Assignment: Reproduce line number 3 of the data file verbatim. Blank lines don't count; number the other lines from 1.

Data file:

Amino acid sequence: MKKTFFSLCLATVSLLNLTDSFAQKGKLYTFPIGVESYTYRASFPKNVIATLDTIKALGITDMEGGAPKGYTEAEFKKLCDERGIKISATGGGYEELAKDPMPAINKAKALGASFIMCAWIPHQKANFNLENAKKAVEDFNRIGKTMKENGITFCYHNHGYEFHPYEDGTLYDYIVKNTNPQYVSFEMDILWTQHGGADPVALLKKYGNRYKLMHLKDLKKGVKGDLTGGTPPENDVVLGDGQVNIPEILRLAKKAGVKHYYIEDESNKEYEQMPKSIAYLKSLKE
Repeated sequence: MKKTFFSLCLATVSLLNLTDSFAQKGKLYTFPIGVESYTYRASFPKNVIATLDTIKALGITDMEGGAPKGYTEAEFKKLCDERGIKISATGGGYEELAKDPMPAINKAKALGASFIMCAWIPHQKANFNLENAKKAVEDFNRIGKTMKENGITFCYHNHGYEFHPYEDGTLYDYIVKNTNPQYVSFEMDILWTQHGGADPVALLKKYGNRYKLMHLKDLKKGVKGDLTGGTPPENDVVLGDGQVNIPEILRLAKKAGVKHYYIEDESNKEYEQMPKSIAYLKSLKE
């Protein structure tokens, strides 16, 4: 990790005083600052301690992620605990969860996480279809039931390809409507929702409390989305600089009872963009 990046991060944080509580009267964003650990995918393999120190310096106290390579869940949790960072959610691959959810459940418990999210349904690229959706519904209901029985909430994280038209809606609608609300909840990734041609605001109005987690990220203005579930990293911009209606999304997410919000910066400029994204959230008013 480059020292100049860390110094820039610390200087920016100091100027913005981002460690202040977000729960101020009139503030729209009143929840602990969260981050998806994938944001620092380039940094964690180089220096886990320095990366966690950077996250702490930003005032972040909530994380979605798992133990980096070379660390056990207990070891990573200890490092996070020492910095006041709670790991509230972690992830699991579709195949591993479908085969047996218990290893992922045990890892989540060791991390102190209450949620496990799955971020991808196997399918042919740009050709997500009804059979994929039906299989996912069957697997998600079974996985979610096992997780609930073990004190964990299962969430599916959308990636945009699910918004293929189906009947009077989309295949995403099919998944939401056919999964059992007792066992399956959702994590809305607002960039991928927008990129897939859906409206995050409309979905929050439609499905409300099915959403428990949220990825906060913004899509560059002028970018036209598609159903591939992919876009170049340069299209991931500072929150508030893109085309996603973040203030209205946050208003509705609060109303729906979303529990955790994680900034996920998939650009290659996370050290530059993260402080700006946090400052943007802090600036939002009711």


């Protein structure tokens, strides 16, 4: 990790005083600052301690992620605990969860996480279809039931390809409507929702409390989305600089009872963009 990046991060944080509580009267964003650990995918393999120190310096106290390579869940949790960072959610691959959810459940418990999210349904690229959706519904209901029985909430994280038209809606609608609300909840990734041609605001109005987690990220203005579930990293911009209606999304997410919000910066400029994204959230008013 480059020292100049860390110094820039610390200087920016100091100027913005981002460690202040977000729960101020009139503030729209009143929840602990969260981050998806994938944001620092380039940094964690180089220096886990320095990366966690950077996250702490930003005032972040909530994380979605798992133990980096070379660390056990207990070891990573200890490092996070020492910095006041709670790991509230972690992830699991579709195949591993479908085969047996218990290893992922045990890892989540060791991390102190209450949620496990799955971020991808196997399918042919740009050709997500009804059979994929039906299989996912069957697997998600079974996985979610096992997780609930073990004190964990299962969430599916959308990636945009699910918004293929189906009947009077989309295949995403099919998944939401056919999964059992007792066992399956959702994590809305607002960039991928927008990129897939859906409206995050409309979905929050439609499905409300099915959403428990949220990825906060913004899509560059002028970018036209598609159903591939992919876009170049340069299209991931500072929150508030893109085309996603973040203030209205946050208003509705609060109303729906979303529990955790994680900034996920998939650009290659996370050290530059993260402080700006946090400052943007802090600036939002009711």